1:35

two edges, so that is, we want to compare the weights in, in a typical compare and

Â return a negative value of less than zero if equal and a positive value of one just

Â like any other compare. So we have one the method that takes an

Â edge as argument and compares that edge to this edge for sure.

Â We want to be able to extract the weight and have a string representation of the

Â edge. But then, what about getting the vertices

Â out of the edge? Well, the fact is that the, usually in

Â the, in the algorithm, we're holding on, to a vertex.

Â And generally, what we want to do is get the other vertex.

Â So, if we have a vertex v that we're holding on to, what we want is the other

Â vertex. So well that's the way that will get the

Â vertex to that a given edge. We're on a vertex and we have an edge we

Â want to get the edge that, that, the vertex that, that connects to,

Â We just call the other method. And if we have an idiom, we're just

Â getting started then, then we are happy to take either vertex.

Â So we have either and other for getting the vertices out of the edges and we

Â almost always do this kind of idiom where we pick out and we, we have an edge e that

Â we have to process. We pick out either edge, and we put that

Â in v, And we pick out the other edge, and put

Â that in w. So that's just a, a code for getting us

Â the v and w without adopting some convention on how to use those names that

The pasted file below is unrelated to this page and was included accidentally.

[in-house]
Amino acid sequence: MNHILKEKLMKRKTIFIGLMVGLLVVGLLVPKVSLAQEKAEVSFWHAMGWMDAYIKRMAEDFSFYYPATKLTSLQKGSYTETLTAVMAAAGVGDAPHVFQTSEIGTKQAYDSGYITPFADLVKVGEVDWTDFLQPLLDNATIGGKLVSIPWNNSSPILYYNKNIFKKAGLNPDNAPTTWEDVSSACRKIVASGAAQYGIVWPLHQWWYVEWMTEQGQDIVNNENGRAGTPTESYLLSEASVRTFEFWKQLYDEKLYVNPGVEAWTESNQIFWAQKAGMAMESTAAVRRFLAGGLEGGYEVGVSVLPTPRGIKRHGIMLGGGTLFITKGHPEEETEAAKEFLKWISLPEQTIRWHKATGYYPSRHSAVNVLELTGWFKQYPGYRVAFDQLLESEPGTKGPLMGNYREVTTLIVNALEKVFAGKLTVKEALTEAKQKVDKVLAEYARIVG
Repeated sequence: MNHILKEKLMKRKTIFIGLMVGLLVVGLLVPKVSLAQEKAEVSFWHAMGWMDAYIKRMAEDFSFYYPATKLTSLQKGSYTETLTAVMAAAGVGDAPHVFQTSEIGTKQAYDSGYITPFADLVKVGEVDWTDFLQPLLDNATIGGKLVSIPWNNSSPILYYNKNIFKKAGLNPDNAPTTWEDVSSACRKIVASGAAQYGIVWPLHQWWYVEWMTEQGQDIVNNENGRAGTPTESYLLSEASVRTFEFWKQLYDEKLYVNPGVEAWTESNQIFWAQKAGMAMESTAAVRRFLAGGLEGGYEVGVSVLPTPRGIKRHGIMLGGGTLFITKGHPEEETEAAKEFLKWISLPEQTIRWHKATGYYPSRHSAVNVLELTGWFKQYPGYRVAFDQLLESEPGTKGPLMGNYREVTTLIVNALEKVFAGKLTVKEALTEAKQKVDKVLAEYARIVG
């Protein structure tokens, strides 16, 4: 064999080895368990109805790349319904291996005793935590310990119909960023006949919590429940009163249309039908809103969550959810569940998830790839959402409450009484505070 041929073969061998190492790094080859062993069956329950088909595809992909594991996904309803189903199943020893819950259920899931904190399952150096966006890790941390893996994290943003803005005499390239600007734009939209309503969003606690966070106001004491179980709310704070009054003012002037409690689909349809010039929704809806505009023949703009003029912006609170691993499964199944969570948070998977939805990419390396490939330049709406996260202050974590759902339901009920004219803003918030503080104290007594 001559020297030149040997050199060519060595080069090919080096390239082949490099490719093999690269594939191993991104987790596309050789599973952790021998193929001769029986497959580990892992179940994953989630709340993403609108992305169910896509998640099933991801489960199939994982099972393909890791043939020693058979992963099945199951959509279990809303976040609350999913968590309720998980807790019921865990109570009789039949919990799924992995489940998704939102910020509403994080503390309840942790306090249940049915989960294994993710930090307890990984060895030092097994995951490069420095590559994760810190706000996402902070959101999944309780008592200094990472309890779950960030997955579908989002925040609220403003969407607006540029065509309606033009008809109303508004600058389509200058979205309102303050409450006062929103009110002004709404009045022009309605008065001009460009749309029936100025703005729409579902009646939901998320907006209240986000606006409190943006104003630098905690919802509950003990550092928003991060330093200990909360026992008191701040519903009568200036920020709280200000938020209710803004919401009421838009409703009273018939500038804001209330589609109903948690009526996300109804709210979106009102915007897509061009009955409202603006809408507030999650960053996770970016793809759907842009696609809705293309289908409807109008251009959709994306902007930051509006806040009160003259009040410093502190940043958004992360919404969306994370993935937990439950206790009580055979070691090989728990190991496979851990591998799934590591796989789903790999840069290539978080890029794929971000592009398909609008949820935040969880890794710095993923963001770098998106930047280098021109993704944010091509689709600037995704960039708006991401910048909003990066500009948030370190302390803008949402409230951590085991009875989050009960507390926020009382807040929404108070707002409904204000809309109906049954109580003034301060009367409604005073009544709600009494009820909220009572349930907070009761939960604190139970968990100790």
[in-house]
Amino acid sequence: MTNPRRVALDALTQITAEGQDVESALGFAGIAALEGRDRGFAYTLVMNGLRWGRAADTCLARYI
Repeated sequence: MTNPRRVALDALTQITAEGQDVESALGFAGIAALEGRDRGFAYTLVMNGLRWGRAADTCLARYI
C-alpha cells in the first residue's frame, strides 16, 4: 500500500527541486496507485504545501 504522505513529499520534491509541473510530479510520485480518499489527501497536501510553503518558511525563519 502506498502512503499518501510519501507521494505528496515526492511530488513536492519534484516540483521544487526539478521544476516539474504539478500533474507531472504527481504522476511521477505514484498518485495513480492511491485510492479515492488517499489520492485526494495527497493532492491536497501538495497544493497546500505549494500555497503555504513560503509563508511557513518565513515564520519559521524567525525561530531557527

Â might be required if you tried to access the instance variables directly or through

Â gutter methods. So, that's the edge API.

Â So it's easy to implement. So, now we're going to have instance

Â variables for v and w in the weight. The constructor just sets those instance

Â variables. Either just returns v arbitrarily ag, then

Â other, given a vertex that vertex is v, V or returns w, otherwise, it turns v, so

Â that's easy. And then, compared to is straightforward,

Â just using the weight instance variable of this, which is the keyword referring to

Â this object and that which is the argument edge that we're given.

Â So, that's a complete implementation of the weighted edge API and now our MST

Â algorithms can be clients of that. So well first, first we need a graph API

Â that has weighted edges. So we're going to use edge-weighted graph.

Â And it's going to have the same characteristics of the graph and

Â undirected graph API that we articulated before.

Â So we're going to create empty graph with a certain number of vertices and we do

Â that so we can use vertex index arrays as internal data structures.

Â We'll have a created a weighted graph from an input stream then the main operation to

Â build graphs is just to add edges. And then the key operation that all the

Â algorithms want to perform as usual is uniterable but give all the edges adjacent

Â to a given vertex. So now, we want the edges themselves cuz

Â they have the weights. Not just the vertex that it's connected

Â to. So, this, with the edge API, the edge

Â abstraction we get the edge, which gives us the weight and the other vertex at the

Â same time. Since we're using edges as distinct

Â entities it's easy to allow self loops in parallel edges in the graph API and it

Â doesn't have any impact on the MST algorithms.

Â So, we'll go ahead and do that. How do we represent edge-weighted graphs?

Â I, well, it's the straightforward extension of what we did for undirected

Â graphs. We're going to maintain a vertex index